'Canterbury’s Gateway Antarctic research centre was a great pull for me to study at UC...'
Certificate of Proficiency Science
Jodi’s upbringing in the harsh climate of Yukon in Canada exposed her to a wide range of conservation issues caring for the native wildlife.
‘My dad’s career as a Conservation Officer meant we often had orphaned or injured wildlife, such as orphaned moose calves, broken-winged trumpeter swans, an orphaned baby beaver and an oil-spill victim mallard duck in our backyard to care for until rehabilitated. Caring for wildlife instilled within me a passion to protect them and their habitat.
‘As I grew older and became more aware of the large environmental footprint many industries leave in the north, my motivation to dedicate my career to environmental protection and management began.’
Jodi spent the next few years discovering different aspects of environmental issues through a number of work experiences, including working for the Yukon Fish and Game Association and observing population decline in Chinook salmon and working in the House of Commons as a Page during study at the University of Ottawa.
‘In Ottawa I realized that combining my passion for polar environments and motivation to have a far-reaching impact could be possible through environmental studies with the goal of focusing on policy in the future,’ she says.
Jodi has taken her passions to a global scale, participating in exchange programs to universities all over Canada and in Spain, Finland and later New Zealand, including taking part in a study camp in Iceland.
‘My degree has taken me all around the world, to a total of six universities in four different countries,’ she says. ‘The opportunity to gain global insight and perspective into environmental management has been invaluable. The opportunity to learn from my professors and classmates of various cultural backgrounds has been a truly amazing learning opportunity.’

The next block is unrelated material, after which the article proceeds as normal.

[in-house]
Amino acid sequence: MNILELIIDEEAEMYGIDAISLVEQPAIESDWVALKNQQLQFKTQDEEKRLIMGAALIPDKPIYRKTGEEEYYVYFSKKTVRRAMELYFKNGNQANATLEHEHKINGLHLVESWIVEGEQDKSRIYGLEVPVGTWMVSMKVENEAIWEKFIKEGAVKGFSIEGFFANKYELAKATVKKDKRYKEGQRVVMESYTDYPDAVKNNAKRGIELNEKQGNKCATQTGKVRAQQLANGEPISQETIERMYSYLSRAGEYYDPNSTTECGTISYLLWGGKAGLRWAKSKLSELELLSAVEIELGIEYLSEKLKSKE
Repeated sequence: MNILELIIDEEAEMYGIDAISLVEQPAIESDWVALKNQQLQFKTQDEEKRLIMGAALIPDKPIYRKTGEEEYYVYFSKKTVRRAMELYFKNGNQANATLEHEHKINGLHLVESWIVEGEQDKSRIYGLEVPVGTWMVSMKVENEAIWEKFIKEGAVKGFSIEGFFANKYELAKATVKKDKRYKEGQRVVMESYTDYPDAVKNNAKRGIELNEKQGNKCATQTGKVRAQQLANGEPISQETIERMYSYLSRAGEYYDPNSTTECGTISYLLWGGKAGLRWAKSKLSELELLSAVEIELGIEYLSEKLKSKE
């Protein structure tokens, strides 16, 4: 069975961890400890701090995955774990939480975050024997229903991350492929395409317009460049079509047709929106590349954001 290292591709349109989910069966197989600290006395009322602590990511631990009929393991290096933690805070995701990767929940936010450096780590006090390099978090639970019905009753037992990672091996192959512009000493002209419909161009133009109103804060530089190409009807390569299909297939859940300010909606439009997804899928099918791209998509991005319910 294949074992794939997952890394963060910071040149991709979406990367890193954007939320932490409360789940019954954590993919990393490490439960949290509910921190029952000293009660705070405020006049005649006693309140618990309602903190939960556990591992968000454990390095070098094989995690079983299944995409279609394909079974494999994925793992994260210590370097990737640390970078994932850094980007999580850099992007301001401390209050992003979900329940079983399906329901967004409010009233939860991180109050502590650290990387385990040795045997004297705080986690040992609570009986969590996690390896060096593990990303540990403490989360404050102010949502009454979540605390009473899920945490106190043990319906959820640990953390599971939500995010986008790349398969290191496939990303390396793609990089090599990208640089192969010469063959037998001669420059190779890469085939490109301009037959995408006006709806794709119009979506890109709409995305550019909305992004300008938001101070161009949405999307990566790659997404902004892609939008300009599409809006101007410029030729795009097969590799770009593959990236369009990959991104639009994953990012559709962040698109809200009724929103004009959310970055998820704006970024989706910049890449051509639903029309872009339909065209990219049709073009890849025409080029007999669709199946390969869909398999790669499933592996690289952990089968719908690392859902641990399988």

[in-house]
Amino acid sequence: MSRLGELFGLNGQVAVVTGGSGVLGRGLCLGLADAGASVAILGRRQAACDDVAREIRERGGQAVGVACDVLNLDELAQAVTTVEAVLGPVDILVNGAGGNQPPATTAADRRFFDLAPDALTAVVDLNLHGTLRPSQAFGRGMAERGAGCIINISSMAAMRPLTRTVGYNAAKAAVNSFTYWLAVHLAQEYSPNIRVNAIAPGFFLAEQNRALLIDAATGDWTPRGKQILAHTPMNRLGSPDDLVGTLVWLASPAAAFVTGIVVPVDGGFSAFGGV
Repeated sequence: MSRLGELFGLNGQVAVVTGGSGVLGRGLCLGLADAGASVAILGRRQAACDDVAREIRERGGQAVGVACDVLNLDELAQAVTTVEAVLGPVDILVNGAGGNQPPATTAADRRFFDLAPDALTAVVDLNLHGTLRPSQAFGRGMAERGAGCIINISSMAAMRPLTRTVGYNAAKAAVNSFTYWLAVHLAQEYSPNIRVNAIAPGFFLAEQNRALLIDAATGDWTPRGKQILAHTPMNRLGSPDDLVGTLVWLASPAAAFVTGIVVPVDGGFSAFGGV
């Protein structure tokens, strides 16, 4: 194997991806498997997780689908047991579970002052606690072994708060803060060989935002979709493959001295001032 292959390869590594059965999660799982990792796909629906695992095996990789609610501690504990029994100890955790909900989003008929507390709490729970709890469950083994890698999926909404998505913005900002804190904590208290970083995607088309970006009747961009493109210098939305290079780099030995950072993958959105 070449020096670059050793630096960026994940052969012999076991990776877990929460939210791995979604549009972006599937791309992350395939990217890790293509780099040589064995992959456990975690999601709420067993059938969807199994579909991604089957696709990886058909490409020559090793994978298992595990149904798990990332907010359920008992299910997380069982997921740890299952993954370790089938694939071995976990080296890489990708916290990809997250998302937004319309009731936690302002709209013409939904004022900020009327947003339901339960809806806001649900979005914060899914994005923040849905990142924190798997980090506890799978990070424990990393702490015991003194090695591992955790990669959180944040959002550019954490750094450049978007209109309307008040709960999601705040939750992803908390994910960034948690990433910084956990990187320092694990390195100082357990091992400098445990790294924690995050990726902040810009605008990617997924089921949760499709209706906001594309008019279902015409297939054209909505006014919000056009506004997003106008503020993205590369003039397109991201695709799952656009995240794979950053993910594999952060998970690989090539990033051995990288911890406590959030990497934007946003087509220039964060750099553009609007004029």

One particular highlight was her creation of a documentary about climate change in the Herschel Island region of the northern Yukon which earned her the 2014 Canadian Youth Environmental Leadership Award, encouraging her to look into future film-making.
The opportunity to study at UC’s Gateway Antarctica programme was something Jodi couldn’t miss, originally attending through the Study Abroad programme and returning as an exchange student through the University of British Columbia.
‘Canterbury’s Gateway Antarctic research centre was a great pull for me to study at UC, as there are few other English speaking institutions in the world where I could take the Antarctic courses which I have completed there. Additionally, as an avid outdoor enthusiast, studying between the Southern Alps and the ocean was an absolute dream.
‘The degree programme was extremely interdisciplinary, covering everything from Arctic ecology to hazards and disaster management courses.’
Jodi made the most of her time at UC. She received an invitation to the International Golden Key Honour Society for academic success, and worked as a research assistant at COMNAP assisting in a number of different projects related to international scientific cooperation in Antarctica.
Later returning to University of British Columbia, Jodi finished her Bachelor of Science in Global Resource Systems specialising in Circumpolar Environments, and went onto completing a Master of Philosophy in Conservation Leadership at the University of Cambridge, as a Gates Cambridge Scholar.
Jodi found New Zealand and UC a wonderful addition to her list of global experiences, saying how much she misses being down here.
‘I majorly enjoyed my time as a UC student and my time in New Zealand as an international student. I would recommend studying there to anyone. Living in New Zealand is just an absolute dream with postcard-like hiking and biking opportunities a stone’s throw away at all times!
‘Traveling, tramping or kayaking through Abel Tasman National Park, Kaikoura, Central Otago and more have been some of the best memories of my life. Furthermore, as a person passionate for all things polar, living in Christchurch, a major Antarctic gateway city, has been an incredible opportunity to attend Antarctic related events.’